According to this last approach, adding some verses for a pleasant conclusion is not considered part of the haftarah, and therefore does not violate the takkanas chachamim.

As an aside, I have been told that Rav Chayim Kanievsky, shlit”a, advises people who read the haftarah from a scroll to read the last two verses of this week’s haftarah from a regular, printed chumash. This emphasizes the fact that these are not considered part of the haftarah and therefore do not violate the takanas chachamim.

 

What’s Being Served for Haftarah This Week?

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Question #1: What Haftarah does Klal Yisrael read on Shabbos Parshas Shemos?

Question #2: Why do we read this Haftarah?

Question #3: What unusual fact about this week’s Haftarah inspired me to discuss this topic this week?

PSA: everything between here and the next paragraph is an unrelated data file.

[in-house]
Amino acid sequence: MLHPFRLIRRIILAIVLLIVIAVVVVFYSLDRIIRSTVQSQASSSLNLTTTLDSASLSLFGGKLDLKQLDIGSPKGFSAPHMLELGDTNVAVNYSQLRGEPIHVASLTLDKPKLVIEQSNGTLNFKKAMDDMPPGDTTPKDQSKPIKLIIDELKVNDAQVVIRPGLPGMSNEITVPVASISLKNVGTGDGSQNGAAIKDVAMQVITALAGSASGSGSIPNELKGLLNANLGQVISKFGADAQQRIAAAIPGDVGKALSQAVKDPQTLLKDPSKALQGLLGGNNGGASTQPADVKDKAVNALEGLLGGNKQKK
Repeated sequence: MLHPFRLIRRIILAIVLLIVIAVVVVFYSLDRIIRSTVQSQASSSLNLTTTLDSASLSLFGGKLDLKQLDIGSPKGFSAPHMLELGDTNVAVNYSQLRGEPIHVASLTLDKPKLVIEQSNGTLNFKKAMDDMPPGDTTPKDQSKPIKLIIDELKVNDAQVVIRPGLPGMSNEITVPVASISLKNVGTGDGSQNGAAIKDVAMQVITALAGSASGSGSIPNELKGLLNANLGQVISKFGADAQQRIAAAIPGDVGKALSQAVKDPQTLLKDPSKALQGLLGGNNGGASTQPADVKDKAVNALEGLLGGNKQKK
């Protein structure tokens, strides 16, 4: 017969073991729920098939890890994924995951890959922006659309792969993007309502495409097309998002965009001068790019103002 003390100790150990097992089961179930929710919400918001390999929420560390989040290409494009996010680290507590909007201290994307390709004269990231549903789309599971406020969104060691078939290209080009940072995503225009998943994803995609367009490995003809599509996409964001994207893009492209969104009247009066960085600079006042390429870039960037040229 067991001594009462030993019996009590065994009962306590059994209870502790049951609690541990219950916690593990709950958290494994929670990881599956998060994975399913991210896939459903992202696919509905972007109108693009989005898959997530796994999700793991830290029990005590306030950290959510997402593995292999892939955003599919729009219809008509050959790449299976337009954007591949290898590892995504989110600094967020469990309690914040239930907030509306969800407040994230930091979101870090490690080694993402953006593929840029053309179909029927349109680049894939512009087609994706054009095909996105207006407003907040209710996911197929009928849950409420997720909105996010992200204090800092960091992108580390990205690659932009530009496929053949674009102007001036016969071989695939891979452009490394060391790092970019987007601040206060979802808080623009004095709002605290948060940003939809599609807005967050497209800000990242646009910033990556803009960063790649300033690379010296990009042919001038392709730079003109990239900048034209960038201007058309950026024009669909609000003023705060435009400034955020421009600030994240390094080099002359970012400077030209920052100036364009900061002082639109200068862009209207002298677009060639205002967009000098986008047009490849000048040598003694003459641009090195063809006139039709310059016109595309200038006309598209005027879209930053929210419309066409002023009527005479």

Before providing the clues to answering these questions; let’s first understand some background.

The Word Haftarah

I remember, as a child, assuming that the word Haftarah was pronounced half-Torah, because it was always much shorter than the Torah reading. Unfortunately, I occasionally hear adults mispronounce the word this way, too.

Although there are several interpretations of the word Haftarah, it is usually understood to mean completing, as in “completing the reading of the Torah” (Levush, Orach Chayim 284:1).

What Should We Read?

Chazal established specific Haftaros for some Shabbosos and Yomim Tovim (Megillah 29b- 31b). During weeks when no specific Haftarah was instituted, we should recite a Haftarah appropriate to the parsha.

Sometimes, the Haftarah relates not to the parsha, but to the season, such as during the Three Weeks and on the seven consecutive Shabbosos following Tisha B’Av. We also find that some places had a custom on a Shabbos aufruf to read the Haftarah from Yeshayahu that concludes, “And as a chosson rejoices with his kallah, so shall Hashem rejoice with you” (Terumas Hadeshen #20).